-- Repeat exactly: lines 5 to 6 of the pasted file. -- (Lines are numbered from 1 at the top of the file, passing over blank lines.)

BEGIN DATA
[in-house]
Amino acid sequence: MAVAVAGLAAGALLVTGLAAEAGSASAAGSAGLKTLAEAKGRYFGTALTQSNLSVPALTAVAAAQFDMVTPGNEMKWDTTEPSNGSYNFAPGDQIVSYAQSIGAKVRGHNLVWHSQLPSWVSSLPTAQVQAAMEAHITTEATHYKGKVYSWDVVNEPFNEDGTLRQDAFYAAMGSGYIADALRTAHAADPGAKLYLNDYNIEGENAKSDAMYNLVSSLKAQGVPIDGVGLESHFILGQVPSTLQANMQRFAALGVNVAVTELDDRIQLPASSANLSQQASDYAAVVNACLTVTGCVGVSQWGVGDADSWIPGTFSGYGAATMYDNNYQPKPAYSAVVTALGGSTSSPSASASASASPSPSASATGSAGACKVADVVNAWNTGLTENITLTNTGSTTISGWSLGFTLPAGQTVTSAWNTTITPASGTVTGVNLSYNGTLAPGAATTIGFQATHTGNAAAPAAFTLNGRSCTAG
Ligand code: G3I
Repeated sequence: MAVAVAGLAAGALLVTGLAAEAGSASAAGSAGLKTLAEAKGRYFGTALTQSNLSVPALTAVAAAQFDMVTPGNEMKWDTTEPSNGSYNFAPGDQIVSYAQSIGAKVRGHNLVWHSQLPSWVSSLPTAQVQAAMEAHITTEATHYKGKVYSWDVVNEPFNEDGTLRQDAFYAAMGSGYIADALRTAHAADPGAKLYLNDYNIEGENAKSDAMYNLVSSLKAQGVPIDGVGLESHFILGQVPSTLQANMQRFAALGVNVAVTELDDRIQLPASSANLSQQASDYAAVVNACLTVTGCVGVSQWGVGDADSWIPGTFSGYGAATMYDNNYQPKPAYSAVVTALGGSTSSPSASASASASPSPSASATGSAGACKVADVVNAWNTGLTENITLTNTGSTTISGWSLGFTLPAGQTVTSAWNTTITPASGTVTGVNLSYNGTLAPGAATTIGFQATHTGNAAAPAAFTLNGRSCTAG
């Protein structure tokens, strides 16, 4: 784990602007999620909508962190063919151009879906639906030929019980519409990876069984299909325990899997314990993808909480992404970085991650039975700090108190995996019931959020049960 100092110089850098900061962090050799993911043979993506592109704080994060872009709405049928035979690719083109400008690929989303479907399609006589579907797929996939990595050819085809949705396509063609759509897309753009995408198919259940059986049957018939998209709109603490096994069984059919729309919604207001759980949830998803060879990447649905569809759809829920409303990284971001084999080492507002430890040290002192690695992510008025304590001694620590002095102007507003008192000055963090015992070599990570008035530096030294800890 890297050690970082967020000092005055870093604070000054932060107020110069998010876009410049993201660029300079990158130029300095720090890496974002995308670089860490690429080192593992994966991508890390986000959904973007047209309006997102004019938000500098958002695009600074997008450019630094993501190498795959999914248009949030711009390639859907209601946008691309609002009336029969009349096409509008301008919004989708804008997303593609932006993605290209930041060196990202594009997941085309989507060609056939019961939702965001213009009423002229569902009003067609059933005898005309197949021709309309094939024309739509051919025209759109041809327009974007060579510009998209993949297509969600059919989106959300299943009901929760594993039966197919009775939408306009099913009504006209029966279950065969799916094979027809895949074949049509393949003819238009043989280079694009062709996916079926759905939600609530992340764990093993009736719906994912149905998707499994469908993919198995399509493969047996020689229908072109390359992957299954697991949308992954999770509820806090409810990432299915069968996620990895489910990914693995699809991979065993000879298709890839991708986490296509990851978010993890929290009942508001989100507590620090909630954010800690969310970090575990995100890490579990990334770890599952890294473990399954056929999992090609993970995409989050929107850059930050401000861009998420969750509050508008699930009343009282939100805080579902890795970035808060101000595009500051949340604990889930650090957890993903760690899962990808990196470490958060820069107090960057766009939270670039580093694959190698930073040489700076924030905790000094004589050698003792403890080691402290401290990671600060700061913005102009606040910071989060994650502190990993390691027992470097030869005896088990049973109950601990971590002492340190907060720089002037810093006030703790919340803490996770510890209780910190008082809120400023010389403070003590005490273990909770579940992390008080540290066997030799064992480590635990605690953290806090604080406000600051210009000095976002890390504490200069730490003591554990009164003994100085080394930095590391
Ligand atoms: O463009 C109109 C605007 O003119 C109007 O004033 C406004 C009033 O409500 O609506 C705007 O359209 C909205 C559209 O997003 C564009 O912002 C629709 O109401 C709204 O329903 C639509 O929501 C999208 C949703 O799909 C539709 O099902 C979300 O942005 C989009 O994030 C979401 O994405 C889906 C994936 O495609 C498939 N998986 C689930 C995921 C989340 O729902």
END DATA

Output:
């Protein structure tokens, strides 16, 4: 784990602007999620909508962190063919151009879906639906030929019980519409990876069984299909325990899997314990993808909480992404970085991650039975700090108190995996019931959020049960 100092110089850098900061962090050799993911043979993506592109704080994060872009709405049928035979690719083109400008690929989303479907399609006589579907797929996939990595050819085809949705396509063609759509897309753009995408198919259940059986049957018939998209709109603490096994069984059919729309919604207001759980949830998803060879990447649905569809759809829920409303990284971001084999080492507002430890040290002192690695992510008025304590001694620590002095102007507003008192000055963090015992070599990570008035530096030294800890 890297050690970082967020000092005055870093604070000054932060107020110069998010876009410049993201660029300079990158130029300095720090890496974002995308670089860490690429080192593992994966991508890390986000959904973007047209309006997102004019938000500098958002695009600074997008450019630094993501190498795959999914248009949030711009390639859907209601946008691309609002009336029969009349096409509008301008919004989708804008997303593609932006993605290209930041060196990202594009997941085309989507060609056939019961939702965001213009009423002229569902009003067609059933005898005309197949021709309309094939024309739509051919025209759109041809327009974007060579510009998209993949297509969600059919989106959300299943009901929760594993039966197919009775939408306009099913009504006209029966279950065969799916094979027809895949074949049509393949003819238009043989280079694009062709996916079926759905939600609530992340764990093993009736719906994912149905998707499994469908993919198995399509493969047996020689229908072109390359992957299954697991949308992954999770509820806090409810990432299915069968996620990895489910990914693995699809991979065993000879298709890839991708986490296509990851978010993890929290009942508001989100507590620090909630954010800690969310970090575990995100890490579990990334770890599952890294473990399954056929999992090609993970995409989050929107850059930050401000861009998420969750509050508008699930009343009282939100805080579902890795970035808060101000595009500051949340604990889930650090957890993903760690899962990808990196470490958060820069107090960057766009939270670039580093694959190698930073040489700076924030905790000094004589050698003792403890080691402290401290990671600060700061913005102009606040910071989060994650502190990993390691027992470097030869005896088990049973109950601990971590002492340190907060720089002037810093006030703790919340803490996770510890209780910190008082809120400023010389403070003590005490273990909770579940992390008080540290066997030799064992480590635990605690953290806090604080406000600051210009000095976002890390504490200069730490003591554990009164003994100085080394930095590391
Ligand atoms: O463009 C109109 C605007 O003119 C109007 O004033 C406004 C009033 O409500 O609506 C705007 O359209 C909205 C559209 O997003 C564009 O912002 C629709 O109401 C709204 O329903 C639509 O929501 C999208 C949703 O799909 C539709 O099902 C979300 O942005 C989009 O994030 C979401 O994405 C889906 C994936 O495609 C498939 N998986 C689930 C995921 C989340 O729902």